FICA Holdings Overturned


The U.S. Court of Appeals for the Federal Circuit recently reviewed three prior decisions of the U.S. Court of Federal Claims involving railroad operator CSX Corp. and whether certain payments to laid-off employees were wages for purposes of FICA (for the lower court’s main ruling, see “Tax Matters: When Are Wages Not FICA Wages?JofA, Dec. 06, page 80). The circuit court held that all pay ments made by CSX were subject to the FICA tax and rejected the lower court holding that some of the payments were supplemental unemployment compensation benefits not subject to FICA. The case is CSX v. U.S., 101 AFTR2d 2008-1120.


In an unrelated development, the IRS provided a safe harbor method for accounting by accrual-method taxpayers for FICA and FUTA tax liabilities incurred by compensation earned at year end and paid in the new year. The recurring-item exception of Treas. Reg. § 1.461- 5(b)(1)(i) will be available to taxpayers under the all-events test, the Service said in Revenue Procedure 2008-25. The method is included as an automatic consent to change of accounting provided under Revenue Procedure 2002-9. Citing Eastman Kodak Co. v. U.S. (37 AFTR2d 76-1200), the Service and Treasury noted that taxpayers may not know at the end of a taxable year whether an employee has reached any applicable payroll tax ceiling by the time the tax is paid, raising a question as to when the corresponding liability is fixed. The method is effective for taxable years ending on or after Dec. 31, 2007.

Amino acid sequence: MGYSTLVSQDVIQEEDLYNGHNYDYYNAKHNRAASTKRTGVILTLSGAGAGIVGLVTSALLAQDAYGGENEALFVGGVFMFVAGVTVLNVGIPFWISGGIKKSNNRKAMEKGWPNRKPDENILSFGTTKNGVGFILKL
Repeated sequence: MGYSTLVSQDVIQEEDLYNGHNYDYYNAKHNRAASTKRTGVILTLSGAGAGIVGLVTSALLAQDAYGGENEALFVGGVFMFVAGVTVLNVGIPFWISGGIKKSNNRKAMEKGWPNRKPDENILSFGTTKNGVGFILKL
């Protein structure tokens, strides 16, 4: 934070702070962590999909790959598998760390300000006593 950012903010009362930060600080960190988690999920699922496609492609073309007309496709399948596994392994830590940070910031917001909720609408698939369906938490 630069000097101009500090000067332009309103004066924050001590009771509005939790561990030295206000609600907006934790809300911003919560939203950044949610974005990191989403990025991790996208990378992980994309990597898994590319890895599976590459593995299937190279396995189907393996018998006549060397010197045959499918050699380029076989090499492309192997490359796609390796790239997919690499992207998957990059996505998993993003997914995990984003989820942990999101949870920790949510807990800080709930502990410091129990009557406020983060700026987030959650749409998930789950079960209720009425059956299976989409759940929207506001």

SPONSORED REPORT

2018 financial reporting survey: Challenges and trends

Learn the top reporting challenges that emerged in a survey of more than 800 finance, accounting, and compliance professionals across the world, and compare them with your organization's obstacles.

PODCAST

How the skill set for today’s CFO is changing

Scott Simmons, a search expert for large-company CFOs, gives advice for the next generation of finance leaders and more, including which universities are regularly producing future CEOs and CFOs.